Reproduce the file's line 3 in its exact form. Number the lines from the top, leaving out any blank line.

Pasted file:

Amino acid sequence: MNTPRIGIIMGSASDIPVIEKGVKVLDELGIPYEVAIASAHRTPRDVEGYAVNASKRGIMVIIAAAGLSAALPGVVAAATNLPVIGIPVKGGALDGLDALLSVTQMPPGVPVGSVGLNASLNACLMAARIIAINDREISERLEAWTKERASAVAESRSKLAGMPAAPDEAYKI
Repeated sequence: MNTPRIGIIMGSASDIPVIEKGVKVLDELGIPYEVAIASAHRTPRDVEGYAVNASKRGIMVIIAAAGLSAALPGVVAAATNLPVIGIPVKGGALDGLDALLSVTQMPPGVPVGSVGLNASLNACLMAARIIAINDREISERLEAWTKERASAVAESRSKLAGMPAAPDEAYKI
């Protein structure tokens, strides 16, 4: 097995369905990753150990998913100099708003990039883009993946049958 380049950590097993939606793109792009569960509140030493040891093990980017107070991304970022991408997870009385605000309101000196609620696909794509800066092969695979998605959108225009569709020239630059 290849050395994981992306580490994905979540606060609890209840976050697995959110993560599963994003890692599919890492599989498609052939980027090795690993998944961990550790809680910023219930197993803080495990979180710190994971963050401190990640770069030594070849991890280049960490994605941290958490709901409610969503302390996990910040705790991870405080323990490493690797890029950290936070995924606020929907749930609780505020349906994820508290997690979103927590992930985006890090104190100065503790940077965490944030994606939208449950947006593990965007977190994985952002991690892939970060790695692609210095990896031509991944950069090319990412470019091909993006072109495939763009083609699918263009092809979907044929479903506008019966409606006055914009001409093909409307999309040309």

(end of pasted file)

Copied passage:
């Protein structure tokens, strides 16, 4: 097995369905990753150990998913100099708003990039883009993946049958 380049950590097993939606793109792009569960509140030493040891093990980017107070991304970022991408997870009385605000309101000196609620696909794509800066092969695979998605959108225009569709020239630059 290849050395994981992306580490994905979540606060609890209840976050697995959110993560599963994003890692599919890492599989498609052939980027090795690993998944961990550790809680910023219930197993803080495990979180710190994971963050401190990640770069030594070849991890280049960490994605941290958490709901409610969503302390996990910040705790991870405080323990490493690797890029950290936070995924606020929907749930609780505020349906994820508290997690979103927590992930985006890090104190100065503790940077965490944030994606939208449950947006593990965007977190994985952002991690892939970060790695692609210095990896031509991944950069090319990412470019091909993006072109495939763009083609699918263009092809979907044929479903506008019966409606006055914009001409093909409307999309040309």